Paul McCartney's letter to Prince sells for $15,000
A letter written by Paul McCartney to Prince has sold for $14,822, as part of an online memorabilia sale by Boston-based RR Auction.
The undated, hand-written letter was sent to Prince during the 1990s, as McCartney attempted to raise funds for the Liverpool Institute for Performing Arts, which opened its doors in 1996.
McCartney was acting in his role as Lead Patron of the school, using his connections to solicit donations from some of his most famous friends and acquaintances.
He begins the letter “Dear Princely person", and explains the history of the project, in part:
"The story started just after the inner-city riots in Liverpool a few years ago. A friend suggested that ‘what the city needs is a 'Fame’ School'...but it was only later when I went back to my own old school that was in ruins, that I thought by locating a Performing Arts Centre there we could save the 1825 building in the process."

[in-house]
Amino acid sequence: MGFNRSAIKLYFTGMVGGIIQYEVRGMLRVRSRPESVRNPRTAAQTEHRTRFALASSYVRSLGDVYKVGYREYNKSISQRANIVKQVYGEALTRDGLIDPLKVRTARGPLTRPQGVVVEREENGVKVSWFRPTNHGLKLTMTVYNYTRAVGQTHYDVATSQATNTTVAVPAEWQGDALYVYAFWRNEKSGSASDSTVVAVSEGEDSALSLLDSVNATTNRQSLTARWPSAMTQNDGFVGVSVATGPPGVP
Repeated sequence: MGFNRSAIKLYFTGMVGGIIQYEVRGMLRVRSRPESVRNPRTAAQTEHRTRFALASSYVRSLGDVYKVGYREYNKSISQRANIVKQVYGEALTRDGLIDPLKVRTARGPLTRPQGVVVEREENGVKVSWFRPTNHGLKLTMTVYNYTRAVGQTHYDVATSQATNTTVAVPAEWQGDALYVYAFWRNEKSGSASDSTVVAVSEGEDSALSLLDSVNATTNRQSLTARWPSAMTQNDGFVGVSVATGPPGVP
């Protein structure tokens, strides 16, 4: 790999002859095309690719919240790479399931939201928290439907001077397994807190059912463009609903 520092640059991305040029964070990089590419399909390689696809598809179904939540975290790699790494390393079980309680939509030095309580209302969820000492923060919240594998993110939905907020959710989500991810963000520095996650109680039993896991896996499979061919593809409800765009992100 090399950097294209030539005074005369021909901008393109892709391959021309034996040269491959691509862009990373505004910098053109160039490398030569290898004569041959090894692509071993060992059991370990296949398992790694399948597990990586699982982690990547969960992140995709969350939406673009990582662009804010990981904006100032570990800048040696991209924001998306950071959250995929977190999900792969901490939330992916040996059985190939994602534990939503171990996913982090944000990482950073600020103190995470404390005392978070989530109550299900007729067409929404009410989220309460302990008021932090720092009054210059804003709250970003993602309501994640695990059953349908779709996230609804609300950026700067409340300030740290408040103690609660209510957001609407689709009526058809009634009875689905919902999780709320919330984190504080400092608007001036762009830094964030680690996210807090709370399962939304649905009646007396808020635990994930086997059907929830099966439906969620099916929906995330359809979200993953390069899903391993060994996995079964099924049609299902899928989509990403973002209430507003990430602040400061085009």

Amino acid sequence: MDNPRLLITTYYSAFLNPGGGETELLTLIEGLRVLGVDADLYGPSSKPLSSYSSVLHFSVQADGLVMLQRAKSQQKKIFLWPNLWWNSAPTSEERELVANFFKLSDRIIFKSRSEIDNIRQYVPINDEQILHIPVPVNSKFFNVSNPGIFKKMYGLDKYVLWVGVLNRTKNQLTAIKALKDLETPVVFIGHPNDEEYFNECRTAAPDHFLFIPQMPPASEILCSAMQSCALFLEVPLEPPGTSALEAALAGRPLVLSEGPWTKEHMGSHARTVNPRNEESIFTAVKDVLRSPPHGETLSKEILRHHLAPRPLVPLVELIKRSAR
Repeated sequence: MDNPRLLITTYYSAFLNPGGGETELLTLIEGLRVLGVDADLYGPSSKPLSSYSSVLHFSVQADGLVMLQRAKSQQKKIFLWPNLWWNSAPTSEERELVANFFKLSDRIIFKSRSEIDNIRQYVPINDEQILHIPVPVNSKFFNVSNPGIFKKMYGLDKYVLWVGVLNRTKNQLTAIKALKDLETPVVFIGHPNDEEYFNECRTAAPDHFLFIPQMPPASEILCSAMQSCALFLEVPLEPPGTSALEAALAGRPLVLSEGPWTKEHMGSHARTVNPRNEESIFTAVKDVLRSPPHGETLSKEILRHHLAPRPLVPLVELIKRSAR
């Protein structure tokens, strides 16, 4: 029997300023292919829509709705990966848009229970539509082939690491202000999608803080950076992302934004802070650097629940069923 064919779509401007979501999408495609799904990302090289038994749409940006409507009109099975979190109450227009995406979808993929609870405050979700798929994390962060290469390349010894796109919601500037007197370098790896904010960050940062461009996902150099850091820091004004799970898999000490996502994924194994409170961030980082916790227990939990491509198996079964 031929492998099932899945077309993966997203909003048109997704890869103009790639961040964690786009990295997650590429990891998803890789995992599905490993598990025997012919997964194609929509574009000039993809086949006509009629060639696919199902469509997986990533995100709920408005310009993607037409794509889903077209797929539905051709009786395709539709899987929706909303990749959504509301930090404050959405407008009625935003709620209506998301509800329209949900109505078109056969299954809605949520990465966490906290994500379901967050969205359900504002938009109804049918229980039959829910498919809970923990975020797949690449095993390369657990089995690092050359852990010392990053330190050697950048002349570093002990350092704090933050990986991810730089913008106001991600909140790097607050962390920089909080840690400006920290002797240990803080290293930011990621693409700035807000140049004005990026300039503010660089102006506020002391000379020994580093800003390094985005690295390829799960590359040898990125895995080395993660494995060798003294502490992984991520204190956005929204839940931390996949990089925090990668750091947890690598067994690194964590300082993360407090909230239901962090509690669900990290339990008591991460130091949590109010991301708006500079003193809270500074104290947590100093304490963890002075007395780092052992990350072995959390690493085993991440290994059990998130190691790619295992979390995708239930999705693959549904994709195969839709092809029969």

He then asks Prince for his involvement in the project:
"Now the hard part. A donation from you would be a great boost to the project, and I know your involvement in some way, would be a thrill for everyone concerned. Hope you didn't mind me writing this, it's so long since I've written letters I feel like I'm back at school myself. Anyway, one of these days you'll have to come and teach a class some moves!! Who knows, it may turn out to be something special for thousands of future kids."
Although it's unknown whether Prince responded to McCartney's letter, it's highly possible that he contributed money to the project, as he was renowned for making anonymous charitable donations throughout his life.
Following Prince's untimely death earlier this year, McCartney described him as a "creative giant".
Further top-selling lots from the eclectic sale included a sample containment bag flown to the moon aboard Apollo 15, which sold for $61,212; a rare autographed, handwritten letter by Benjamin Franklin, which fetched $36,546; a pocket watch owned by Wild West lawman turned New York newspaper columnist Bat Masterson, which sold for $15,893; and an original Mary Blair concept painting from the classic 1950 film Cinderella, which sold for $14,822.
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